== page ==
Color the Water, plus climate comedian–Dan Illic, and Glass Half Full NOLA!
Color the Water, Climate Comedian–Dan Illic, Glass Half Full NOLA!
COLOR THE WATER
Color The Water is a community for BIPOC to reclaim space in the ocean through joyful, defiant anti-racist surf lessons, celebrations, education, and media. Color the Water began as a way to fight racism after the murder of George Floyd. It also ties together the concept that racial justice is climate justice, and climate justice is racial justice. Helping people of color feel safe, seen and heard at the beach will encourage more BIPOC to care about saving the ocean/shore climate.
It was started by David Malana and Lizelle Jackson. Malana is a first generation Filipino American educator and creator. Born and raised in LA County, he has lived with passion his whole life. Whether that be fighting for equal opportunities for communities of color abroad, or now as he strives to create institutionalized anti-racism, Malana dedicates his life to the service and justice.
Active is probably one of the best ways to describe Lizelle. A former collegiate athlete and professional volleyball player, she spent almost a decade guiding cycling and hiking adventures across the globe.The two wanted to fight racism with joy, so they started to offer free surf lessons and media for BIPOC in the LA area. Now we are a diverse, inclusive, anti-racist safe space for hundreds of BIPOC surfers.
Why does a bunch of BIPOC surfer dudes and dudettes matter to us? Because the unintended consequence of creating Color the Water is BIPOC group of marine conservationists. Now that these new surfers of color have been part of the ocean, they’re all in to preserve it, and to offset the worst effects of climate change.
CLIMATE COMEDIAN, DAN ILLIC
Australian Dan Ilic calls himself an investigative humorist — somebody who tries to take the saddest stories and bring them to life with comedy in order for them to reach a wider audience. According to his Substack, ARationalFear, Ilic has a long history of making climate related stories accessible. He’s well known in Australia for work in climate related stories, as well as comedy work in television.
Ilic gained fame in America in 2021, when just prior to COP26 in Glasgow, he purchased time on a massive electronic billboard in New York’s Times Square. On it he aired a 10-minute “advert/video” skewering Australia’s government and its climate change policies. The video featured among other things, a kangaroo, hopping along with its tail on fire next to the words: “Australia: Net Zero by 2300”; and another image showing the iconic Sydney Opera House next to the words, “Visit Australia: We’re rich in sunshine, wind and climate denial.” And then there’s, “Cuddle a Koala before we make them extinct.”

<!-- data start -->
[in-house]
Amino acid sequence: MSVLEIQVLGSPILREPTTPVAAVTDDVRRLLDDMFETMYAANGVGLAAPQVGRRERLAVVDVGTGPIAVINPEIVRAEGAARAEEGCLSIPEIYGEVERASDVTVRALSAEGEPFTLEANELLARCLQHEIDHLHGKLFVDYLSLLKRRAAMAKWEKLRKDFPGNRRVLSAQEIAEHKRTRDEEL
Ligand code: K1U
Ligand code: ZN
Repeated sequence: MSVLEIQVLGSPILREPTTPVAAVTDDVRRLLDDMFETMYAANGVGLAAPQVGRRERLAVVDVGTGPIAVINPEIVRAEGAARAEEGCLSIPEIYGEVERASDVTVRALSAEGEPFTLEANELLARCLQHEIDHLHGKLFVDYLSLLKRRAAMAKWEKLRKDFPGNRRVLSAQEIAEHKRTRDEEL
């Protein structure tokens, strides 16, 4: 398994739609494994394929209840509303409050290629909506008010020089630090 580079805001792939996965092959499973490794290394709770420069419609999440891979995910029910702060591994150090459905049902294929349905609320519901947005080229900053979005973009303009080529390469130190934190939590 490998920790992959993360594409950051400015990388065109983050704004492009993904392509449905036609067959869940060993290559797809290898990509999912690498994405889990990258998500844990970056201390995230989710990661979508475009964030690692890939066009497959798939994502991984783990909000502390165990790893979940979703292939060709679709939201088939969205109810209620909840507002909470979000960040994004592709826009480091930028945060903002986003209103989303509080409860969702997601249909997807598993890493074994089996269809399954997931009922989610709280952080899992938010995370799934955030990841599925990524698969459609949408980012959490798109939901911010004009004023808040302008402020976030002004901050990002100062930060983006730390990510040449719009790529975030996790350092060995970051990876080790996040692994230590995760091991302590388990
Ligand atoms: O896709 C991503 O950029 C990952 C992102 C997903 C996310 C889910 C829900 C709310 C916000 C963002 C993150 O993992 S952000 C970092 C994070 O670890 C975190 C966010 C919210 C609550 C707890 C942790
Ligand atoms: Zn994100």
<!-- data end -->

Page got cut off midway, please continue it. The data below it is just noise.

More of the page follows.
Ilic also hosts the podcast series A Rational Fear. It’s funny, informative and many times downright educational. I really enjoyed an episode he recently dropped where he interviewed Richard Duke, Deputy Special Envoy for Climate whose boss is former Secretary of State John Kerry who leads the SPEC.
Why does investigative humorist Dan Illic(h) matter to us? It’s well-established that humor helps break down barriers, and climate denial is one of the biggest barriers existing today. Plus, back in 2020, he began using his A Rational Fear Substack to tell the personal stories of people who are affected most by the change in climate, and also those who benefit from inaction. Revolutionary!
GLASS HALF FULL NOLA
As seniors at Tulane University, Franziska Trautmann and Max Steitz were disappointed and frustrated by two things: the lack of glass recycling in New Orleans; and Louisiana’s coastal erosion crisis. As reported before by The Climate Daily, Louisiana loses about more than a football field a day of land from erosion and flooding.
One night, over a bottle of wine–that they knew was destined for the dump unless they did something about it—the pair we hatched Glass Half Full. The concept is simple—it’s a glass recycling system that’s transparent, accessible, and most importantly, actually recycles glass into something functional, instead of trying to take on the unrealistic task of reforming the current system. Recycling glass bottles into more glass bottles is an energy intensive, inefficient and expensive process. One reason is the dearth of foundries in the United States.
How do they do it? They collect glass “waste” from residents across Louisiana. Once GHF diverts this glass from the landfill, they sort it by color and remove all plastic and metal parts. Then it’s processed by being pulverizing with hammer-mill crushers. Once the glass is crushed, the company is left with two unique parts: sand, glass cullet (or broken glass pieces within a certain size distribution). Finally, GHF allocates the sand and cullet. From flooring and new glass products to disaster relief sandbags for mitigating flood damage, they work to creatively integrate its recycled materials into every day life.
Why does GHF matter to us: One it’s helping solve the sand crisis. Did you know that sand is the second most-exploited natural resource on the planet? And did you know, the Earth is actually running out of coastal sand? That’s right. Thanks to the construction industry, sea level rise and coastal erosion. And two, Glass Half Full NOLA is a case of two Gen Z folks seeing an opportunity to contribute to the circular economy and just going for it, not waiting on anybody!